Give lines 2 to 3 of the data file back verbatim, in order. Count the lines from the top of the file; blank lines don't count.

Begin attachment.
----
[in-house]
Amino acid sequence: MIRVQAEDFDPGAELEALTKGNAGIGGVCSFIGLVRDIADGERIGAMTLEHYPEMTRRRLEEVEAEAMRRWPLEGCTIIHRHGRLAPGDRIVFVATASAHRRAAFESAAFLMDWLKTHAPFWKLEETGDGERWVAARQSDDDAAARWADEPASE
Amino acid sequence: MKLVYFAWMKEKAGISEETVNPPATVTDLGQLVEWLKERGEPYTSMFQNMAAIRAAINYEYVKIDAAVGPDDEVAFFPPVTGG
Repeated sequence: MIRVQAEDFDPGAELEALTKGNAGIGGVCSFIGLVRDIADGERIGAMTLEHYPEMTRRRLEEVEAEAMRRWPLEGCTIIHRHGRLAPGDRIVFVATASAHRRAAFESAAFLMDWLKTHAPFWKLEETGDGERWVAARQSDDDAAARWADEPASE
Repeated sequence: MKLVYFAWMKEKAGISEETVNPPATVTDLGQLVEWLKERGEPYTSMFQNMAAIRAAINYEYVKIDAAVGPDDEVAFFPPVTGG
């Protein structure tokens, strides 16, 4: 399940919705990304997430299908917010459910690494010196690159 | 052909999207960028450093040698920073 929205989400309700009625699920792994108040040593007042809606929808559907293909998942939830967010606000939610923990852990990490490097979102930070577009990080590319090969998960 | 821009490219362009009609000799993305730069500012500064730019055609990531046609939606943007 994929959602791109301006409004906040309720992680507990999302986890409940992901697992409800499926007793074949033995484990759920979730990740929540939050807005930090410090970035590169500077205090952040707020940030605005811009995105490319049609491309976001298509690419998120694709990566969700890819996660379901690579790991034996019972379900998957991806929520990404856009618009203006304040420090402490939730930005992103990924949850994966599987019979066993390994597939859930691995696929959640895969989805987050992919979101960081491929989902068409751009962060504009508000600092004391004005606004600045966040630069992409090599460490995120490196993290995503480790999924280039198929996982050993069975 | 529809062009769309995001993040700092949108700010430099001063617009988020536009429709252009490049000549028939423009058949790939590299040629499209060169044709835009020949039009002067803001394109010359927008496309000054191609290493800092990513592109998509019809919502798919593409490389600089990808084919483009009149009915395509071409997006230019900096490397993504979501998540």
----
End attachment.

Amino acid sequence: MIRVQAEDFDPGAELEALTKGNAGIGGVCSFIGLVRDIADGERIGAMTLEHYPEMTRRRLEEVEAEAMRRWPLEGCTIIHRHGRLAPGDRIVFVATASAHRRAAFESAAFLMDWLKTHAPFWKLEETGDGERWVAARQSDDDAAARWADEPASE
Amino acid sequence: MKLVYFAWMKEKAGISEETVNPPATVTDLGQLVEWLKERGEPYTSMFQNMAAIRAAINYEYVKIDAAVGPDDEVAFFPPVTGG